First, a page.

Raw nuts and seeds
Nuts and seeds are an amazing nutrient-dense snack but like grains and legumes, they also contain substances that interfere with the body’s ability to absorb nutrients.
Raw nuts and seeds have notable phytic acid, a form of bound Phosphorus, which is a protectant and antioxidant for the plants.
The phytic acid is useful to safeguard the seeds until germination but when eaten by humans, it binds to minerals in the gastrointestinal tract and causes irritation and nutrient deficiencies.
Animals produce enzyme Phytase to breakdown the phytic acid but humans do not.
How does soaking the nuts help?
The phytates and enzyme inhibitors present in the nuts and seeds can be neutralised by soaking in salt water and dehydrating them at low temperature. This helps to breakdown much of the phytic acid and make the nutrients in nuts more available to the body.
Within 8-24 hours of soaking (depending on the seed and nut), many of the enzyme inhibitors are broken down.
Do not soak flax and chia seeds as they turn into a mucilaginous gel.
Peanuts, though not a nut, should also be soaked and consumed.
Many traditional cultures naturally soaked and sprouted nuts and seeds. This seems to be lost in today’s generation of large scale production and the convenience of packaged foods.
How to soak nuts and seeds?
Measure your nuts and seeds into a large bowl.
Cover with filtered water so that they are submerged. Add salt to it.
Soak them for a minimum of 8 hours.
Rinse the nuts and seeds well to remove the residue.
Spread them on the rack of the dehydrator.
Dehydrate at 115-135F for about 12-24 hours or until nuts are crispy.
What’s wrong with Roasted Nuts?
Roasted nuts are not the same as soaked and dehydrated nuts.
Nuts are nutrient dense and exposing them to high temperatures, oxidises and makes them rancid. It also reduces the concentration of several B group vitamins as they are not heat stable.
Commercially roasted nuts are exposed to very high temperatures that denature the nutrients and cause the breakdown of fats. Besides being roasted, you will also have to deal with additives likes salt, maltodextrin (found in honey roasted nuts), sweetening agents and MSG too.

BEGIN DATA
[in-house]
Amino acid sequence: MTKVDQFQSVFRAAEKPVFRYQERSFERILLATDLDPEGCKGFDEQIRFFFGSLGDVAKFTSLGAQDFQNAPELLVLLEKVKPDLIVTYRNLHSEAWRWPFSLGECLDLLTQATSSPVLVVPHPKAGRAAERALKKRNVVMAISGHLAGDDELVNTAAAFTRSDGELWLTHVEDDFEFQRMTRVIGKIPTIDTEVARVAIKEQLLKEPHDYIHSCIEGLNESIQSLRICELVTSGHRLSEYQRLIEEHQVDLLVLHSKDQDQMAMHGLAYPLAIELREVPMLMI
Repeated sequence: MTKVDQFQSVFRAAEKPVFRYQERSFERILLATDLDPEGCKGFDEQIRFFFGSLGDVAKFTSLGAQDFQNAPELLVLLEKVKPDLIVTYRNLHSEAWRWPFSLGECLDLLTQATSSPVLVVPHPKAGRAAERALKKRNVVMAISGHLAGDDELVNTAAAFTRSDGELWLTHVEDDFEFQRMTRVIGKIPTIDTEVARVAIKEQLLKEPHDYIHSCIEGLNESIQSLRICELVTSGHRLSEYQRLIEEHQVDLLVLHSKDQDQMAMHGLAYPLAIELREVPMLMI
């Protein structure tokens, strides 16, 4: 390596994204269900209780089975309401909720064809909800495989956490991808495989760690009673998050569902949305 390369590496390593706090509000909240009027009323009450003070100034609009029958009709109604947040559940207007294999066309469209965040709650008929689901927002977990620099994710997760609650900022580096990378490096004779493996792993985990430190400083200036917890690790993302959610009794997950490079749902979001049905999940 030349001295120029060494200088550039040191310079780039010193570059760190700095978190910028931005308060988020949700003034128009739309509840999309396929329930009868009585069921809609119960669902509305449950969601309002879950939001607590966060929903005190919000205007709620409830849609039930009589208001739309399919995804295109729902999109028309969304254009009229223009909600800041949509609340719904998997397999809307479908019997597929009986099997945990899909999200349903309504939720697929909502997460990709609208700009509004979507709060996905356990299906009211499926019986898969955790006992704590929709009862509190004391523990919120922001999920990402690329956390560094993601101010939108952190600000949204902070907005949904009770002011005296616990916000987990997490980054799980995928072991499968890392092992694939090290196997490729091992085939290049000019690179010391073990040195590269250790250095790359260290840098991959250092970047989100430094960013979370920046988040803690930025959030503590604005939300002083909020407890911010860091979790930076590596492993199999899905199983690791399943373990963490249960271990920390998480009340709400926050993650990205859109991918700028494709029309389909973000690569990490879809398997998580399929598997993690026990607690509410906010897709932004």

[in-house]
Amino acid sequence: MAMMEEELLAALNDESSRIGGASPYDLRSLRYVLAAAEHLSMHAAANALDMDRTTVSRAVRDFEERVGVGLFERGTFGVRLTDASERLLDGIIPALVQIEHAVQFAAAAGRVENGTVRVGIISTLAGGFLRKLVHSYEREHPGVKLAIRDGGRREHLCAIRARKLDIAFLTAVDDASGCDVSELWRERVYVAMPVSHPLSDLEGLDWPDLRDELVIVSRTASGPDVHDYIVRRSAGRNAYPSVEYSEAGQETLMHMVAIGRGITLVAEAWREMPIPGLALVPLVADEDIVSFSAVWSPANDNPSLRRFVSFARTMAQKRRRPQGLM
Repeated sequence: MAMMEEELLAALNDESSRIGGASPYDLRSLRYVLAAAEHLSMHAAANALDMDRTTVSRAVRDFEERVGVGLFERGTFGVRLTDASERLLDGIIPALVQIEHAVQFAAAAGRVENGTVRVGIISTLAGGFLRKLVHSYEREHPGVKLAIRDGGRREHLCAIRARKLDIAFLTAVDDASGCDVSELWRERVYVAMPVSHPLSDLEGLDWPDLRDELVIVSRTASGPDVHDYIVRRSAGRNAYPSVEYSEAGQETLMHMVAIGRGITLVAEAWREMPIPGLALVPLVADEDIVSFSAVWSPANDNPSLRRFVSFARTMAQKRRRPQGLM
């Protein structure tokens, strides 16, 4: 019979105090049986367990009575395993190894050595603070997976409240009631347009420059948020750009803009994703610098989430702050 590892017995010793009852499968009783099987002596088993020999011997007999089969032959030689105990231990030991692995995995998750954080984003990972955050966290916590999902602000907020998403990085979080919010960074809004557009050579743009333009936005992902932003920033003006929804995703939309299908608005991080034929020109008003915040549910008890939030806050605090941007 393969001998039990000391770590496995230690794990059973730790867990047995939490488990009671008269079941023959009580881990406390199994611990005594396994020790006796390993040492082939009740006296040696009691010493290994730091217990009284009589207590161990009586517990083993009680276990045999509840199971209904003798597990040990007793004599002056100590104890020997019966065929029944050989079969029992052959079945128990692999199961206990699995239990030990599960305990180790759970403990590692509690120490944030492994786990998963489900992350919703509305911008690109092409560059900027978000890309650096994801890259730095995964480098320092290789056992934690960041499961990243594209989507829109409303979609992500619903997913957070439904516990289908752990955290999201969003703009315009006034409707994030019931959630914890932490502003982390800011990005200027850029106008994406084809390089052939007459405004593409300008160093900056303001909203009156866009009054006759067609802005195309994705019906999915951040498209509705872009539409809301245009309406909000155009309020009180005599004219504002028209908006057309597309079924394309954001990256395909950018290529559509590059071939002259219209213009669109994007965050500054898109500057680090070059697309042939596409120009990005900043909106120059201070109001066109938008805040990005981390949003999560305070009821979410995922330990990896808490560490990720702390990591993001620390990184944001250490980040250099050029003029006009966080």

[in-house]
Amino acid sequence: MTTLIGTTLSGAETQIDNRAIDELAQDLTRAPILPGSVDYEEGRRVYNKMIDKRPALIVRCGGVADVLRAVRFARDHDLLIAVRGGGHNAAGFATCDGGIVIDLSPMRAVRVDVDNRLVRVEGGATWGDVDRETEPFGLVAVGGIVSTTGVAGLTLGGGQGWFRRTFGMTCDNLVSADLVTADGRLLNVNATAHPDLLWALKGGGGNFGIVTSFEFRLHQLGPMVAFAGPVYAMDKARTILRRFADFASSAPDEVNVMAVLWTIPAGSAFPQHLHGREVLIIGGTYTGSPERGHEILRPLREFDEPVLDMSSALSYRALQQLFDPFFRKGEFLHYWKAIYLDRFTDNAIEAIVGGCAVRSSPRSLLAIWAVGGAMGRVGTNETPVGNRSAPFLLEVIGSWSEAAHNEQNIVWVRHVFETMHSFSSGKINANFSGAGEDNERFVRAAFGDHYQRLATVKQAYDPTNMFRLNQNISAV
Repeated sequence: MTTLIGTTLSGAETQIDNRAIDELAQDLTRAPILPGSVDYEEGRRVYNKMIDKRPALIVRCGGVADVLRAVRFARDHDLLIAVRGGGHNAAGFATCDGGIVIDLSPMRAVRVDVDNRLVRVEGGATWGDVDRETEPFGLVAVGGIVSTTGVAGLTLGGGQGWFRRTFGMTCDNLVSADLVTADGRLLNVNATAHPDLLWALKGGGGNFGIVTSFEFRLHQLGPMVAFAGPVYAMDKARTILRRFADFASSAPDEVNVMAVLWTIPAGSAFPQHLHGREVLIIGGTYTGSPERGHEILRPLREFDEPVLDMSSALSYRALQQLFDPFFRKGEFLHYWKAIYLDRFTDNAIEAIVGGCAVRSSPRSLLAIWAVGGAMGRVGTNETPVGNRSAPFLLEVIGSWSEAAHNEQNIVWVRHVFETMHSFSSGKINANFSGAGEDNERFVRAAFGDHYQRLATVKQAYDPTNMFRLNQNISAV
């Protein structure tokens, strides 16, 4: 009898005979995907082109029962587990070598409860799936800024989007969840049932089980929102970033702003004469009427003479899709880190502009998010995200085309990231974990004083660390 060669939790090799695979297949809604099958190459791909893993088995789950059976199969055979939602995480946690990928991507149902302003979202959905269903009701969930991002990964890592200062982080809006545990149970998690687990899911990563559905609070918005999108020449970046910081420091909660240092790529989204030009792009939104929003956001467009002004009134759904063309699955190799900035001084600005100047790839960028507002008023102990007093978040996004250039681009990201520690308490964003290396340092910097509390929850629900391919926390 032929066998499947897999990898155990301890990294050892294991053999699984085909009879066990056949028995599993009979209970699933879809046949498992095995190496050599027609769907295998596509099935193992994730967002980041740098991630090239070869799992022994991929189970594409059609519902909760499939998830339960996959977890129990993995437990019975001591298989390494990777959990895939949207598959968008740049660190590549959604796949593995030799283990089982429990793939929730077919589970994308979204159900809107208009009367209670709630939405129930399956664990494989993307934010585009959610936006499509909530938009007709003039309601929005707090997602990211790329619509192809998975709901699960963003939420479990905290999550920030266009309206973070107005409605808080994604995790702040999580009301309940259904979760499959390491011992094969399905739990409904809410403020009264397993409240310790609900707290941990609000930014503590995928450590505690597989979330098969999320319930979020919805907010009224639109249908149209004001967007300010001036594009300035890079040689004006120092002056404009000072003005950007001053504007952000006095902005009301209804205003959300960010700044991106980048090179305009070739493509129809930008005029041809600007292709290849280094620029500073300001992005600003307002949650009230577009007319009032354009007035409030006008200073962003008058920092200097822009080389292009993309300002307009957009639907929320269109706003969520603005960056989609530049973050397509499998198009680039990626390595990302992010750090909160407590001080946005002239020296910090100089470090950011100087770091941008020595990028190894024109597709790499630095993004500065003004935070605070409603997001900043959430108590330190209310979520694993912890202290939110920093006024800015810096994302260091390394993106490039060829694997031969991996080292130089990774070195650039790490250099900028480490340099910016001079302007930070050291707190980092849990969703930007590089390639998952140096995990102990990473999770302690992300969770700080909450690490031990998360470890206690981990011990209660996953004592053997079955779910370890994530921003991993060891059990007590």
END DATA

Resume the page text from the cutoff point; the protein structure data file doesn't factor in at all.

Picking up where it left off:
What if you don’t have a dehydrator?
Soaked nuts can be stored in the refrigerator for up to 2-3 days. They can however be stored in the deep freezer for a longer period.
If you have to store them at room temperature, they have to be dehydrated.
Whilst 150F is the maximum heat that can be applied to retain them as raw, I like to dehydrate them at 115F. The lower the temperature, the larger the amount of natural enzymes and unsaturated fatty acids are preserved.
While dehydrators are ideal for this process, they can be expensive too. If you don’t have a dehydrator, you may consider using the oven at the lowest setting.
Remember the times when our earlier generation used solar energy for dehydrating? If you live in a country where sunlight is available in plenty, you may place the soaked nuts and seeds under the bright sun (of course covered with muslin or a thin sheet of cloth). The only downside to this is the varying temperatures the nuts are exposed to when the sun sets which could be a potential cause of mould growth.
Plain and simple, if you enjoy eating soaked nuts, just go for it. One less appliance in the kitchen...
Which brand of Dehydrator do you use?
Personally, I have been using the Sedona 9 tray dehydrator. I had a choice between the Excalibur and Sedona but i chose the latter as it has a see through glass. Rest of the features were exactly the same.
Recent models do come with stainless steel trays since there has been a concern over plastic trays these days. Nevertheless, the plastic used in heavy duty dehydrators are BPA free.
You may check out the link https://dehydratorblog.com/ which covers all topics related to dehydrating.
Soaked and dehydrated nuts, though time consuming, is worth the taste and nutritional benefits it offers.